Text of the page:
During this writer’s recent visit to Sri Lanka, it was made adequately clear to him that the Tamils in the Northern Province were not at all expecting the President to honour his commit-ment. Instead, they were looking up to the United States and India to continue to pressure the Sri Lankan Government in the matter.

Suresh Premachandran of the Eelam People’s Revolutionary Liberation Front (EPRLF) sounded completely helpless in the situation that Rajapaksa had quite skillfully created in the aftermath of May 2009. “The Jaffna peninsula remains a virtual occupied country under the Sri Lankan forces,” he said. “The LTTE camps have been taken over by the Army which says that these are now theirs. Army cantonments are being set up all over the peninsula. While roads and other infrastructure are being built all over the territory, these are principally to facilitate Army movement. No industry is being set up. No plans are being implemented to generate employment, which is the crying need of the war-ravaged, completely devastated peninsiula. When international banks and big Sri Lankan banks came to open branches in Jaffna, everybody thought that at least credit would be available to resume agriculture and trade. But within four years the banks have virtually retreated. On the other hand, canton-ments are being set up primarily on fertile land, further constricting the scope for reviving farming.”

D. Siddharthan of the People’s Liberation Organisation of Tamil Eelam (PLOTE) provided an interesting insight into the situation. He said that the President had “given up” on the Tamils and was totally with the majority community. “He is not a racist per se but an out and out politician and, therefore, a good manipulator.” Echoing the phrase “occupied territory” in describing today’s Jaffna peninsula, he said that Tamils there were under constant surveillance. The Army was everywhere and had to be invited even to family functions, not to speak of functions and programmes in schools and colleges. Any gathering of Tamils was automatically suspect and must, therefore, be under the physical scrutiny of the Army.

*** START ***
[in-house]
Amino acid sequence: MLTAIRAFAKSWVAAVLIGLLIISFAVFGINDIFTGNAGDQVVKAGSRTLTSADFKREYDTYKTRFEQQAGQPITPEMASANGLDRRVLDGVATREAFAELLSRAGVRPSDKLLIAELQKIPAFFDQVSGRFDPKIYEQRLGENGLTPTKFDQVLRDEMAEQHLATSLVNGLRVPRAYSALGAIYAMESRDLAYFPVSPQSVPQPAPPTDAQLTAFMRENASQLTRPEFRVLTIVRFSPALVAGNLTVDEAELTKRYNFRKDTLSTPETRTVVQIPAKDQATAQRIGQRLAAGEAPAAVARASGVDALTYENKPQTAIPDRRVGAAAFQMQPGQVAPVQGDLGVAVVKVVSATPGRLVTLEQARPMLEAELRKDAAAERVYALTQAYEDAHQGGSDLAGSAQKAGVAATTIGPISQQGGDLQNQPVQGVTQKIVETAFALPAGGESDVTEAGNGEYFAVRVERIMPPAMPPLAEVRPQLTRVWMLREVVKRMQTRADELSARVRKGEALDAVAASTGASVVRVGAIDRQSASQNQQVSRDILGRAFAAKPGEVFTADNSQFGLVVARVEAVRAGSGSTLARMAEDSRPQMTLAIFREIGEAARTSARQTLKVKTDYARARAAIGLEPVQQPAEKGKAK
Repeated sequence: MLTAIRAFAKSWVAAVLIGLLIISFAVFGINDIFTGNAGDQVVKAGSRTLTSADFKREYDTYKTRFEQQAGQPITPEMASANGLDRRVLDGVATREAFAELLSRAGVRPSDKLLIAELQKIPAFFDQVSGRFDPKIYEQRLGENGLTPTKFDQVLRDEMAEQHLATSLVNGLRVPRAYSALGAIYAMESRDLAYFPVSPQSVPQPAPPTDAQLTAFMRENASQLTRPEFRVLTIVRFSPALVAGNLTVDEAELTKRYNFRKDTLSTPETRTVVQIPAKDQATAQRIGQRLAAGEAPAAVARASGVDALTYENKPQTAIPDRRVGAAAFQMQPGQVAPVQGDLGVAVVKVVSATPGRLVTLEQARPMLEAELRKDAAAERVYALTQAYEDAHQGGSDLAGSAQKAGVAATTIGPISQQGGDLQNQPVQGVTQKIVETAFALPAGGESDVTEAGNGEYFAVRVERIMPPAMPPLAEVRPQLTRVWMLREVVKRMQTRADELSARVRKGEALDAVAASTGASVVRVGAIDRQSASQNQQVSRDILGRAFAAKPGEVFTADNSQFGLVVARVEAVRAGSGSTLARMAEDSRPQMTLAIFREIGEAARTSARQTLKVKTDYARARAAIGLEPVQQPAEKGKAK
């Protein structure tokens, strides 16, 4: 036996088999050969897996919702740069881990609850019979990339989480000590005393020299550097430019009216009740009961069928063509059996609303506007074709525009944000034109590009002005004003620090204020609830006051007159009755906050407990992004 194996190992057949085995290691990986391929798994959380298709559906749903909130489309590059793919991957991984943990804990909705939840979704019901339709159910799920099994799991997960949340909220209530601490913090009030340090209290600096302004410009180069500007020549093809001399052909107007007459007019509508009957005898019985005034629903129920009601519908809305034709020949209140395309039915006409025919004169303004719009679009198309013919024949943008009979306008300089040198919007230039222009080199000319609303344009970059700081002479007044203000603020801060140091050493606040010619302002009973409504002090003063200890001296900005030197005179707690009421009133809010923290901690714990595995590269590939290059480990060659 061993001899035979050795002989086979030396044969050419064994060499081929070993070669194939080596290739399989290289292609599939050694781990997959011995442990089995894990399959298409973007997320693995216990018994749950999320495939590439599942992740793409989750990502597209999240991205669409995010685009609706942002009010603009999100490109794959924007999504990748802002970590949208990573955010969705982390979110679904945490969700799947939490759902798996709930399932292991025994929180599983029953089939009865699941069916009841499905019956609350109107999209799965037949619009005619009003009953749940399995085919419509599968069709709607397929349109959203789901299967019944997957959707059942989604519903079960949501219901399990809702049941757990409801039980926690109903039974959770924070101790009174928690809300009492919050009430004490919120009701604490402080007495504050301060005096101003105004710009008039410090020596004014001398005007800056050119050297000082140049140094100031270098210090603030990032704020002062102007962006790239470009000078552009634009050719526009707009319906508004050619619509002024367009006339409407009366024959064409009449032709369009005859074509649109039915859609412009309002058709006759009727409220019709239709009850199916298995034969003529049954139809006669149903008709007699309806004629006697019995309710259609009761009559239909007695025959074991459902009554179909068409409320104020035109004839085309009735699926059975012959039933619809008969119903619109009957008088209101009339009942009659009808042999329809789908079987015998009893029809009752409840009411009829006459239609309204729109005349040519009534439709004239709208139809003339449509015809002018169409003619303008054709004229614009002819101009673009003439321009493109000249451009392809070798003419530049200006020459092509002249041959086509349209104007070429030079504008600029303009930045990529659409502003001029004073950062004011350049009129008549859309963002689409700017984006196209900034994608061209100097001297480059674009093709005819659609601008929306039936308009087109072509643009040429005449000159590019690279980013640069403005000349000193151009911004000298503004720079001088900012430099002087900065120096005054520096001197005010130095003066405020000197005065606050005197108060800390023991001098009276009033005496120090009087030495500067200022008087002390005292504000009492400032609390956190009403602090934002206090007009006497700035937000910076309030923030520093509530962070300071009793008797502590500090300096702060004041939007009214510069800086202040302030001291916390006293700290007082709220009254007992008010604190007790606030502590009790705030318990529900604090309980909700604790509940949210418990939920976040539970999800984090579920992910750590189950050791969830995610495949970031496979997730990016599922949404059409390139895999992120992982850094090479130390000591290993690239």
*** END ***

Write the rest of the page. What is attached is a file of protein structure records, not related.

Throughout the post-May 2009 period, a quietly executed demographic change is taking place in the province. Tamil properties, long abandoned during the ethnic war, are being allocated to Sinhala settlers. Buddhist temples are coming up in the peninsula to facilitate Buddhists to offer prayers there. Even internally displaced persons, now wishing to return to their homes, are at times being told that they can no longer get their properties back as these have been taken over for security purposes. The Tamils’ common allegation is that these are actually being handed over to Sinhala settlers.

The mainstream Sri Lankan media scarcely reflect the Tamil aspirations, and it is rare, virtually impossible, to see any reference to the still unresolved question of facilitating political autonomy to the largest minority community. Now with the President coming out clean over demolishing all Tamil hopes of a fair deal, the question will perhaps lose all relevance. So will the Sri Lankan Tamil community as well, finally rendered irrelevant in the political discourse of the country. “Young Tamils living in the peninsula want to go to the West,” said Siddharthan. “The so-called boat people are increasing in numbers. Emigration is going on at a faster pace. The young do not see any hope for themselves in this country.”

The author is an analyst of South and Central Asian affairs.